From solar paint to traffic solutions, Tokyo head keen on green tie-ups with UAE

Yuriko Koike, the Japanese capital's first female governor, says collaboration is key to reaching net zero targets

Tokyo's governor Yuriko Koike (centre) pictured at the launch of a scheme to power her city's buses with biofuel to reduce emissions earlier this year. Reuters
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Tokyo’s governor wants to work with UAE green start-ups on projects ranging from "bendable" solar cells that could be spray painted on skyscrapers, to cutting air pollution in the hunt for climate solutions. The first female governor of Japan's capital, Yuriko Koike is responsible for the world’s largest city, with a population of 14 million.

At Cop28, she has addressed discussions centered on sustainability and invited UAE small and medium businesses to visit Tokyo to collaborate on clean energy challenges.

“The key words are act and deliver, and the time is now,” Ms Koike, currently serving a second term as governor, told The National.

Cities have common agendas, we can share initiatives and experiences to jointly face tomorrow’s challenges
Yuriko Koike

“This year we have witnessed so many natural calamities, flooding and wildfires. The crisis is here today and everywhere in our world. We have to seek ways as cities, nations to find solutions.

"It is very historical that an oil-producing country hosts Cop28. The UAE and Japan want to work together to tackle the climate crisis. We can move forward together to a sustainable future. We want to work with cities around the world, like in the UAE.”

Solar spray paint tests in Tokyo

Named in this year’s Forbes list of the world’s 100 most powerful women, Ms Koike has a long history of public service. Elected to parliament in 1992, she served as Japan’s environment minister in 2003 and later became the country’s first female defence minister.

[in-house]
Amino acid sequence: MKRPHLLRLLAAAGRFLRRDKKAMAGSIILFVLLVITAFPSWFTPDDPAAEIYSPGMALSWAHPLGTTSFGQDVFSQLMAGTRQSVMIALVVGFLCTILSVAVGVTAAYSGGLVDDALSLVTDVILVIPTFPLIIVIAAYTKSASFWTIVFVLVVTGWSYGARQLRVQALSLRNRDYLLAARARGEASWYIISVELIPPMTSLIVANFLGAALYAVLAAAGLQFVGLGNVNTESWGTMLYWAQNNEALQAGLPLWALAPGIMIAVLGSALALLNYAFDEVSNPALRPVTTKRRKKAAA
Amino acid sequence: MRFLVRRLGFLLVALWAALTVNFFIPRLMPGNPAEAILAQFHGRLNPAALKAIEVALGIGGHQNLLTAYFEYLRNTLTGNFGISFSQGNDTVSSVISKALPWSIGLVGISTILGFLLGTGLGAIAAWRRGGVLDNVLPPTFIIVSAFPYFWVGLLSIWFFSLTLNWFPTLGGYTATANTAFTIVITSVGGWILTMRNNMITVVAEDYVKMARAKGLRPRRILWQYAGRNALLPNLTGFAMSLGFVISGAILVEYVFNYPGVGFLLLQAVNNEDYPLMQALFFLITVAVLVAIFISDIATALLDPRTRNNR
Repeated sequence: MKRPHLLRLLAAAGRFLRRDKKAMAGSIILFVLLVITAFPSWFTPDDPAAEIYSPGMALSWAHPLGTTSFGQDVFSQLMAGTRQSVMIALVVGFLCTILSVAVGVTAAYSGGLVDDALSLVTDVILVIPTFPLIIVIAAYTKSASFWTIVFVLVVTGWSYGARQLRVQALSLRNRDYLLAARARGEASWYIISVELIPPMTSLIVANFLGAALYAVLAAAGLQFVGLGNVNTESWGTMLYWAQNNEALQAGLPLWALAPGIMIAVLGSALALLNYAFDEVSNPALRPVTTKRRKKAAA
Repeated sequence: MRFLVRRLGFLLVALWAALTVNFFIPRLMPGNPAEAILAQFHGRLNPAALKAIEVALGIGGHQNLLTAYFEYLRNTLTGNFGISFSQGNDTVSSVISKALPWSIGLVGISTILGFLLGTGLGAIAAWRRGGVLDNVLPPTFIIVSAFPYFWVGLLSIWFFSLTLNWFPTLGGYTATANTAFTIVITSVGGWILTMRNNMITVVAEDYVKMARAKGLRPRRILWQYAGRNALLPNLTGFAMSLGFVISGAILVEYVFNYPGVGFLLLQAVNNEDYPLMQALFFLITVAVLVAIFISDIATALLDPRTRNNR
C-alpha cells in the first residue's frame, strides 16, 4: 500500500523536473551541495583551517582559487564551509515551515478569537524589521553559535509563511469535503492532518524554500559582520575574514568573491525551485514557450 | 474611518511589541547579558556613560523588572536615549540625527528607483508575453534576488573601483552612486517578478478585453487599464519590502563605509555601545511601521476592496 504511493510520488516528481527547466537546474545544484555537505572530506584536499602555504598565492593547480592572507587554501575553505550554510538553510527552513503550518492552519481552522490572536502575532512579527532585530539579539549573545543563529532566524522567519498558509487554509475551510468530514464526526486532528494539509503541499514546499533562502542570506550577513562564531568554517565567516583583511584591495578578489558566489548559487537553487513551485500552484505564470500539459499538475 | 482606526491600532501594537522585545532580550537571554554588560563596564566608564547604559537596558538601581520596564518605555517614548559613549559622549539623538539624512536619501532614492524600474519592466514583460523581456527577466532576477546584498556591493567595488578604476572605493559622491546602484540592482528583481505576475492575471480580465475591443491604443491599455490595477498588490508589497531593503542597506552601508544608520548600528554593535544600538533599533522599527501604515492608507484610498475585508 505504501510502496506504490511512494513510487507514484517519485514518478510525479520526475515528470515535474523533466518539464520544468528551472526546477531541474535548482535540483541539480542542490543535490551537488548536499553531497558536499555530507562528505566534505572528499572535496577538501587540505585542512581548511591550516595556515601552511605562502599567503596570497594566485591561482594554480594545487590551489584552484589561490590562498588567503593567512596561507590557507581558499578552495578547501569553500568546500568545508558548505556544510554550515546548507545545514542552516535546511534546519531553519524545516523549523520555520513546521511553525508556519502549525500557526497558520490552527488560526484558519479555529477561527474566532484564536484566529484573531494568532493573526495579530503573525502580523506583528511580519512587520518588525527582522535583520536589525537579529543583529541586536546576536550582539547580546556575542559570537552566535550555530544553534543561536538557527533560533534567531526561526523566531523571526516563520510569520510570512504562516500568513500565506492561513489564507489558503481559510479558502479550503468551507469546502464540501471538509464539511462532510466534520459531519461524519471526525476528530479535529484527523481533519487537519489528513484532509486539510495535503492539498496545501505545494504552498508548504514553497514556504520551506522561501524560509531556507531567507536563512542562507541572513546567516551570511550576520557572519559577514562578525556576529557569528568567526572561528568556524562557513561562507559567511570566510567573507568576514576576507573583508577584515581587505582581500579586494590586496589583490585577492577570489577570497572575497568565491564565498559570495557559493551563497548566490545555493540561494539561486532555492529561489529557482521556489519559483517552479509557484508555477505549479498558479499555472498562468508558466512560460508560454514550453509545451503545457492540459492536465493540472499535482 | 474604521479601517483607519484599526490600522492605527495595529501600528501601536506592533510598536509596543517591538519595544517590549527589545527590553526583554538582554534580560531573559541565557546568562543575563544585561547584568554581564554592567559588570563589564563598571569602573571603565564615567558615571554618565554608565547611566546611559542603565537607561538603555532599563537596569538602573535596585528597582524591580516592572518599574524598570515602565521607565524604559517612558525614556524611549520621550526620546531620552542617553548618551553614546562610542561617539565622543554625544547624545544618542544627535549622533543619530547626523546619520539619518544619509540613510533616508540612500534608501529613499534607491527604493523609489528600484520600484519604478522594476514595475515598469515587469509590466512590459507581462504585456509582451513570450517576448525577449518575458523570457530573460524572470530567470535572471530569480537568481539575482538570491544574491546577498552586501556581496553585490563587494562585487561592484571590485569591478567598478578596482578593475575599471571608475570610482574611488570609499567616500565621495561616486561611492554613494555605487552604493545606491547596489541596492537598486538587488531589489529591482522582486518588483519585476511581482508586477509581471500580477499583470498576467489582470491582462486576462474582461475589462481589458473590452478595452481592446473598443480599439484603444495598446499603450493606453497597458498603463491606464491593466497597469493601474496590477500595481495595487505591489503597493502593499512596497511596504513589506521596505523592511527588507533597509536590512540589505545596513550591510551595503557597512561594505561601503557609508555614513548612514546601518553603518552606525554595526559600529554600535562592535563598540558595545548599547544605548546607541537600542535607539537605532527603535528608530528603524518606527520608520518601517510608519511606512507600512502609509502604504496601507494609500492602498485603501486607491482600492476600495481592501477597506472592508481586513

Committed to renewable energy, she is interested in technology that can provide sustainable solutions to resolve waste management, traffic and pollution issues in crowded urban areas.

She is committed to achieving the goals she has set for Tokyo, such as halving the city’s carbon emissions by 2030 and reaching zero emissions by 2050.

For this she wants to work with cities around the world to share knowledge on energy efficiency.

Ms Koike is excited about the Tokyo metropolitan government working on a project to develop solar technology called perovskite, which is flexible and lighter than silicon-based solar cells currently in use around the world.

Perovskite cells are extremely thin, less than 1 micrometre, and can be painted or sprayed on to surfaces, making them easy to use.

The governor launched a testing site at a Tokyo sewerage facility earlier this year using the perovskite panels.

“These solar panels will be game changer in renewable energy as the efficiency of this increases. These are bendable, can be put not just on roofs but walls and curved surfaces,” she said.

“We have joint research on in Tokyo and are testing this out.”

Researchers across the world are attempting commercial manufacturing of these solar panels that can be easily fitted on varied surfaces including building walls to open up wider access and usage of solar power.

Links with the Middle East

Ms Koike has strong links to the Middle East, having studied sociology at Cairo University and being fluent in Arabic.

A frequent visitor to the UAE since the 1970s, she has witnessed sweeping changes from its pearl diving past to its transformation as a global economic hub.

“My first visit to Dubai and the Emirates was in 1970s, so I have seen such enormous strategic development,” she said.

“It is such a miracle the change from that day to 52 years after. Since I lived in this region, the society has taught me a lot, and this has deepened my understanding of the UAE.”

Her slogan, "Time to Act", is part of her continuous effort to cut greenhouse gas emissions.

Tokyo will hold a gathering named SusHiTech in May 2024, where technology companies and innovators will gather to tackle global challenges.

“I’m inviting leaders and companies from this region to participate in this event,” she said.

“It’s called SusHiTech, but has nothing to do with sushi and represents sustainability and high tech.

“We want start-ups, young people to get together with investors.

“We will also have sessions for cities and local governments because cities have common agendas, such as solving problems in waste management, traffic and transportation.

“We can share initiatives and experiences to jointly face tomorrow’s challenges."

Updated: December 12, 2023, 5:46 AM